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Artist Maya Lin's 'Systematic Landscapes' at the Corcoran Have Monumental Scope
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Lin continues her stroll through the new exhibit.
" 'Silver Chesapeake' is a no-show," she says, indicating a blank wall that was to display her newest piece in -- and about -- Washington. The delivery company sent it to the wrong city. She sounds tranquil about it. But the next day when the work finally arrives she'll be so excited she'll run down to the gallery's delivery room to see it removed from the wooden crate marked, appropriately enough, "Fragile."
How does "Silver Chesapeake" look, anyway? "It's beaut-- " she says, catching herself from sounding boastful. "It's pretty nice."
In these rooms, her sculptures of threatened bays, disappearing seas, hidden ocean floors get her riffing widely on environmental subjects like fertilizers, deforestation, certified sustainable lumber, green turtles and river dams.
"Sorry, I'm preaching again," she says periodically.
But the preaching gets her thinking about her next memorial work, the fifth and, she says, the final one of her career. (Besides the Vietnam and civil rights memorials, she also designed a women's monument at Yale University and an ongoing Native American project along the Columbia River Basin in Washington and Oregon.) The new project is called "What Is Missing?"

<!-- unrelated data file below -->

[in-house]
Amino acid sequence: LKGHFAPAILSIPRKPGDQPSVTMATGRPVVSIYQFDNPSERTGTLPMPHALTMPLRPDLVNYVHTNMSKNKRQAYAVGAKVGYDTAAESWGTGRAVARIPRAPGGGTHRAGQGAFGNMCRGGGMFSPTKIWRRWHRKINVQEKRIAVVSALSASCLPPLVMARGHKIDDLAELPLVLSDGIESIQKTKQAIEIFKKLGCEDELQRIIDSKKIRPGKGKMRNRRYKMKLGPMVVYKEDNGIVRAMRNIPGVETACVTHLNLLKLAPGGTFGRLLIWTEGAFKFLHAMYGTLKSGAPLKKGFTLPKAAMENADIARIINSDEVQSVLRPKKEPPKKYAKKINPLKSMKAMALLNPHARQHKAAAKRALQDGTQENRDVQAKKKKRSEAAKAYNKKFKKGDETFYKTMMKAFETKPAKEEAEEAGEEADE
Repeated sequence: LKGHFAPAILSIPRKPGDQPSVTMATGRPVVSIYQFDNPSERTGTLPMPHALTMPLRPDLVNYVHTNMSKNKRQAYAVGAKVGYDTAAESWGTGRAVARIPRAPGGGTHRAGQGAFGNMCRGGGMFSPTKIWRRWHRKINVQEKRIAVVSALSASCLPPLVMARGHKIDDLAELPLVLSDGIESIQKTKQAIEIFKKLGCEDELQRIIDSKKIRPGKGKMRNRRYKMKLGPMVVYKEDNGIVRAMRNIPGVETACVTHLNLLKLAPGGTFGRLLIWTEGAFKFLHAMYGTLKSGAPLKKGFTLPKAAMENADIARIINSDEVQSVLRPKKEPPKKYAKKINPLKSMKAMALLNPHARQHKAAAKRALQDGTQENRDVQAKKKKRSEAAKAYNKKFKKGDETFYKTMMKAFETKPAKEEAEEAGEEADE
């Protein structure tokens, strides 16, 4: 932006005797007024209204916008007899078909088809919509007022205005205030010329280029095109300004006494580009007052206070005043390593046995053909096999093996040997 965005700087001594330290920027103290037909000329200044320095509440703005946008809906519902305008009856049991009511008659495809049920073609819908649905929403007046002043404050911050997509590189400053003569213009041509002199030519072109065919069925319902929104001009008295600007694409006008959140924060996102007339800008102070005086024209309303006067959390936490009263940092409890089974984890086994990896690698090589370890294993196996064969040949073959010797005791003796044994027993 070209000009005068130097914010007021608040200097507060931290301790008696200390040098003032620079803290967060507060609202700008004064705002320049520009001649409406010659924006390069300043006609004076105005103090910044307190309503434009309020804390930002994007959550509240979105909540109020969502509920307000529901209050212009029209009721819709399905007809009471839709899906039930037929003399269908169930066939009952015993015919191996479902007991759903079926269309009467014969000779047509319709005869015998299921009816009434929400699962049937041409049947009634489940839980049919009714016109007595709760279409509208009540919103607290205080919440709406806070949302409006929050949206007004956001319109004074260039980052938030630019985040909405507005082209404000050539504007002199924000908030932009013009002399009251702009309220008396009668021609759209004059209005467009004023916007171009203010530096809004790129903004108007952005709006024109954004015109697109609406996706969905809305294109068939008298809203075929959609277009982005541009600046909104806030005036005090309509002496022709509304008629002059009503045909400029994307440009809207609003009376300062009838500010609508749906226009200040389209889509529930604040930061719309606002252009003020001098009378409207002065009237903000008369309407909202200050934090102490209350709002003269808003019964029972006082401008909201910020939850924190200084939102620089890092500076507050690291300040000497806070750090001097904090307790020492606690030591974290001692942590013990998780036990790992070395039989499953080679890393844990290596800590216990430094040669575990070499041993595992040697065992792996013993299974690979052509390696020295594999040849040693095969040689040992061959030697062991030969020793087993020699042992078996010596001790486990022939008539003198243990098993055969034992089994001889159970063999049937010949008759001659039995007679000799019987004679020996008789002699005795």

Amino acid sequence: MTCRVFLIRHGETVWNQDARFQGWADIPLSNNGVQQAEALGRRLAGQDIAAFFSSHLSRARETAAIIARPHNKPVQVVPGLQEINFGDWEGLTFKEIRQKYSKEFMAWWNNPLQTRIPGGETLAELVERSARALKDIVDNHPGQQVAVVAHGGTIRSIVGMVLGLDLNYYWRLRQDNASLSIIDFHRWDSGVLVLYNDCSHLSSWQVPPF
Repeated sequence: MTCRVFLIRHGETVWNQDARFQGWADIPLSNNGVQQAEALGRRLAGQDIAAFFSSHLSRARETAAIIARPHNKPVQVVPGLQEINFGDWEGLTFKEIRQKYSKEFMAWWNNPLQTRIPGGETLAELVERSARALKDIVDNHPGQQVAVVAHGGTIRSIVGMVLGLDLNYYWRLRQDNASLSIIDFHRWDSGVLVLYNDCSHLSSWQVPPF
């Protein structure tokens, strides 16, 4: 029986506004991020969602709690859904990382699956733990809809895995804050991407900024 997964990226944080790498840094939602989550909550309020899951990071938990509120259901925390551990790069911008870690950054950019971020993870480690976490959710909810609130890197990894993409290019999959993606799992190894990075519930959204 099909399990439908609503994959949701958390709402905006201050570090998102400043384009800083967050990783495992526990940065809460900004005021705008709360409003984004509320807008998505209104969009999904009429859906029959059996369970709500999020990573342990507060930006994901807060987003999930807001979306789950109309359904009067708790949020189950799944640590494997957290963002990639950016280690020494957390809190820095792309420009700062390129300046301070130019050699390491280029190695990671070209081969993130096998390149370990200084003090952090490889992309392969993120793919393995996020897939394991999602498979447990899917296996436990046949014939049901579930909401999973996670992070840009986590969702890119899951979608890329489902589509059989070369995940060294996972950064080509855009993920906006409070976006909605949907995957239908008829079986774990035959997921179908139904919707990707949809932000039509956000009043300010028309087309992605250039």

It will be dedicated to extinct and endangered species, and to threatened habitats. More subtly, it will highlight "landscape amnesia" and "shifting base lines," the notions that we don't know what is missing because we have forgotten the way things were -- the lost sound of songbirds in the yard when we were children.
Where will this memorial be?
Nowhere, everywhere, says Lin. An installation in San Francisco is scheduled to open in the fall, followed eventually by a book, a Web site, iPod content, contributions from experts, talk-back from viewers, calls to action. It is the first memorial project Lin conceived from the start, rather than being commissioned. Support has come from the San Francisco Arts Commission, and Lin is raising more funding through her own nonprofit group.
"Let's rethink what a monument can be, and what if a monument can, in a funny way, be formless," she says. "A memorial that can go wherever it wants to go. It's basically free."
She talks on enthusiastically, next to her wooden indoor hill, sketching a new vision of multimedia artistic remembrance. It makes the Vietnam Veterans Memorial seem terribly old-school.